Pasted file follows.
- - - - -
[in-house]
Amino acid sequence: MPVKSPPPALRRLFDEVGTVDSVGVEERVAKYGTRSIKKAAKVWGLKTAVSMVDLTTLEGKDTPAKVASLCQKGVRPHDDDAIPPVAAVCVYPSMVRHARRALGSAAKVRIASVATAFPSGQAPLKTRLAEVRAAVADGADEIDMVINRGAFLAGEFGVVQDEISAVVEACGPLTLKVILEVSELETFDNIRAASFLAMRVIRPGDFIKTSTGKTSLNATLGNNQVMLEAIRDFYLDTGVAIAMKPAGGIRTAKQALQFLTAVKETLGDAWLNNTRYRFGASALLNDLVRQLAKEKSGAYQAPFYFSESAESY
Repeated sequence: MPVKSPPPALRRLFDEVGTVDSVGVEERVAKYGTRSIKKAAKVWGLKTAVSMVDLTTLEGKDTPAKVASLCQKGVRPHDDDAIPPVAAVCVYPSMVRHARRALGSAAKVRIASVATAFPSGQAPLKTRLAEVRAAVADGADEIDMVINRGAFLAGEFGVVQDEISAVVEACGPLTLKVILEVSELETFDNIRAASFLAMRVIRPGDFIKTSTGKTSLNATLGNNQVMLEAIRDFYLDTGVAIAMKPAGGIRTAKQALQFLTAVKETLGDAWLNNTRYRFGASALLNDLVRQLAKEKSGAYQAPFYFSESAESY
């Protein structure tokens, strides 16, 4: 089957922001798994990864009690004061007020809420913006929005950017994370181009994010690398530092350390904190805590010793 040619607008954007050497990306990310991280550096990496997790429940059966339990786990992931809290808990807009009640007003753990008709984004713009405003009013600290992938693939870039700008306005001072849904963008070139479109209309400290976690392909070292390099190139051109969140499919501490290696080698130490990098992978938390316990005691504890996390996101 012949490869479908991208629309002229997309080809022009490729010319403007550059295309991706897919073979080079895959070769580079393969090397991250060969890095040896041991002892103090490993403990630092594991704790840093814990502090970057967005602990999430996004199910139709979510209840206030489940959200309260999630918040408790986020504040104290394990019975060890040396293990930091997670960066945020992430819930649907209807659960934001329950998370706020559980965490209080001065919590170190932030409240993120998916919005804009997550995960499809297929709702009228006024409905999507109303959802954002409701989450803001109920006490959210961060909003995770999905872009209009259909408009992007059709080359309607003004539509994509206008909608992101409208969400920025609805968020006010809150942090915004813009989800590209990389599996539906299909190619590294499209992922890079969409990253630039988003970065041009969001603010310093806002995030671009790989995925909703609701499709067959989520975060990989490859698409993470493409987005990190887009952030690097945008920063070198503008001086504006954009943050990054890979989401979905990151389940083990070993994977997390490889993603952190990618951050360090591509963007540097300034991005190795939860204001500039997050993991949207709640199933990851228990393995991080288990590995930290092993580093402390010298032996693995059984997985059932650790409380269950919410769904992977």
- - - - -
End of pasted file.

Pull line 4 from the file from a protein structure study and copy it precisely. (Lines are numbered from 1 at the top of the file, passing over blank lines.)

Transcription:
């Protein structure tokens, strides 16, 4: 089957922001798994990864009690004061007020809420913006929005950017994370181009994010690398530092350390904190805590010793 040619607008954007050497990306990310991280550096990496997790429940059966339990786990992931809290808990807009009640007003753990008709984004713009405003009013600290992938693939870039700008306005001072849904963008070139479109209309400290976690392909070292390099190139051109969140499919501490290696080698130490990098992978938390316990005691504890996390996101 012949490869479908991208629309002229997309080809022009490729010319403007550059295309991706897919073979080079895959070769580079393969090397991250060969890095040896041991002892103090490993403990630092594991704790840093814990502090970057967005602990999430996004199910139709979510209840206030489940959200309260999630918040408790986020504040104290394990019975060890040396293990930091997670960066945020992430819930649907209807659960934001329950998370706020559980965490209080001065919590170190932030409240993120998916919005804009997550995960499809297929709702009228006024409905999507109303959802954002409701989450803001109920006490959210961060909003995770999905872009209009259909408009992007059709080359309607003004539509994509206008909608992101409208969400920025609805968020006010809150942090915004813009989800590209990389599996539906299909190619590294499209992922890079969409990253630039988003970065041009969001603010310093806002995030671009790989995925909703609701499709067959989520975060990989490859698409993470493409987005990190887009952030690097945008920063070198503008001086504006954009943050990054890979989401979905990151389940083990070993994977997390490889993603952190990618951050360090591509963007540097300034991005190795939860204001500039997050993991949207709640199933990851228990393995991080288990590995930290092993580093402390010298032996693995059984997985059932650790409380269950919410769904992977």